I have a new book that is available from amazon.com. Life Through The Eyes Of A Jazz Journalist. It is subtitled My Jazz Memoirs and is my 12th book and first in a few years. I discuss in an often-humorous fashion my early days and discovery of jazz, my period as the jazz editor of Record Review, the story behind my involvement with the All Music Guide, and I reminisce about some of my adventures as an amateur musician. Included are vintage interviews with Freddie Hubbard, Chick Corea, and Maynard Ferguson, encounters with Clint Eastwood, summaries of the Monterey and Playboy Jazz Festivals (including a full-length review of the 1985 Playboy Festival), memories of other events (such as the IAJE Conventions), and brief snapshots of many memorable club and concert performances. There is also background information about my other books, evaluations of the jazz critics who inspired me early on, and my thoughts on jazz criticism which includes advice to up-and-coming jazz journalists. Rounding out the book is a chapter on how the jazz writing business has changed over the past 50 years, and appendixes that include the jazz greats of the past, 86 jazz giants of today, 21 young performers to look for in the future, jazz books and DVDs that everyone should own, and a dozen enjoyable Hollywood jazz films.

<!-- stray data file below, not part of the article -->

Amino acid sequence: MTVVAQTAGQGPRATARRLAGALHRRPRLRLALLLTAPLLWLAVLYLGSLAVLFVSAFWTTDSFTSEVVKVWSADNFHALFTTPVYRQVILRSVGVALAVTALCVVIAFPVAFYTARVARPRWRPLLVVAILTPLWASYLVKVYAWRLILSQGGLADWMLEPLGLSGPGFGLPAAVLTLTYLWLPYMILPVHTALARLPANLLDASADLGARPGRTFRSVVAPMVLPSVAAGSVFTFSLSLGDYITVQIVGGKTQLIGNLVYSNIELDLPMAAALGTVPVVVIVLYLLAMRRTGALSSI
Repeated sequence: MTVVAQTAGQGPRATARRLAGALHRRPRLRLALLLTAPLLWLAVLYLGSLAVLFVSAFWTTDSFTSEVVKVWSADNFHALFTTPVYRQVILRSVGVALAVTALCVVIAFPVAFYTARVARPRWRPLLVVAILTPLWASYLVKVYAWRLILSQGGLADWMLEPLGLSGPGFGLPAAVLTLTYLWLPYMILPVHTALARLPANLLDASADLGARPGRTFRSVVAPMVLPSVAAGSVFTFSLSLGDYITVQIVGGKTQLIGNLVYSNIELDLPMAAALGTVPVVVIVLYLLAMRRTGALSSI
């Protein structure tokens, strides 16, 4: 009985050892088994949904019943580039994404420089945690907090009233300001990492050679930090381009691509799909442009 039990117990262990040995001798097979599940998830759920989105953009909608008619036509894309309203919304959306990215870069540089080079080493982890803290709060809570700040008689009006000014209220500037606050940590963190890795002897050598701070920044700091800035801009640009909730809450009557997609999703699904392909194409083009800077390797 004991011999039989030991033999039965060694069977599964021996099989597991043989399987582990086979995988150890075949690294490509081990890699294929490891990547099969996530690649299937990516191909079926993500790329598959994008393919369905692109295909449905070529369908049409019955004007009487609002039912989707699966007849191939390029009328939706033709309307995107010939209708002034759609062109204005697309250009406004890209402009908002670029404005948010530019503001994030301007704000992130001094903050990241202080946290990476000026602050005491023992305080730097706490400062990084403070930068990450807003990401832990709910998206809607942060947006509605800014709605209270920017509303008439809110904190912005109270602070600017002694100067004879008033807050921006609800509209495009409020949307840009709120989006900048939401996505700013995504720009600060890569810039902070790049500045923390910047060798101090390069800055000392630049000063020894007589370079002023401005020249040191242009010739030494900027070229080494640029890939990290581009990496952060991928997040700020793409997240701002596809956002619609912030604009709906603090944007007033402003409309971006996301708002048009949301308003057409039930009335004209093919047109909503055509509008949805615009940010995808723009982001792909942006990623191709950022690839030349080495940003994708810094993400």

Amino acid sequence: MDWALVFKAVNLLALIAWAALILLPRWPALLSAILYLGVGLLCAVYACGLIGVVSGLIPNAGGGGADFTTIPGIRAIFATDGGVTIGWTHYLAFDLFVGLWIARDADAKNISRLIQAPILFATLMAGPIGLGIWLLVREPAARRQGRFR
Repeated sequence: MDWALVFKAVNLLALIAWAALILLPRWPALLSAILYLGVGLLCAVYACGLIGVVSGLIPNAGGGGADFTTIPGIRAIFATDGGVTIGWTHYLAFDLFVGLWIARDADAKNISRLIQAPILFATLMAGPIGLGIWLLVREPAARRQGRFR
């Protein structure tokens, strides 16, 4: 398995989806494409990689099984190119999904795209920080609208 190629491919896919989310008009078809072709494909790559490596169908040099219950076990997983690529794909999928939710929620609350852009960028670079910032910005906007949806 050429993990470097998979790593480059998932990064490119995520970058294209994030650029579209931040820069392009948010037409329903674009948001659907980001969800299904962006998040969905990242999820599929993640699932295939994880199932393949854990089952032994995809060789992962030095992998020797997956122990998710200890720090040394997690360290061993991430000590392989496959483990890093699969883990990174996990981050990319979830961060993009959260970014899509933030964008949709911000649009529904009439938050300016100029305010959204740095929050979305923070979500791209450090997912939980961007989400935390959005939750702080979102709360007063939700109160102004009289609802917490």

Life Through The Eyes Of A Jazz Journalist, a paperback book, sells for $26 through Amazon. Signed copies (which will take 2-3 weeks) are also available for $30 (which includes free postage) by sending the money via Pay Pal to scottyanowjazz@yahoo.com and by sending your mailing address to that E-mail.


            For 62 years (1958-2019), the Monterey Jazz Festival was one of the greatest jazz festivals in the world. Held each year during a September weekend at the Monterey Fairgrounds, it was a must for any jazz fan living within 500 miles. Like everything else, it was cancelled due to the COVID pandemic in 2020. In 2021 it returned, sort of, with just two venues operating instead of the usual six or seven.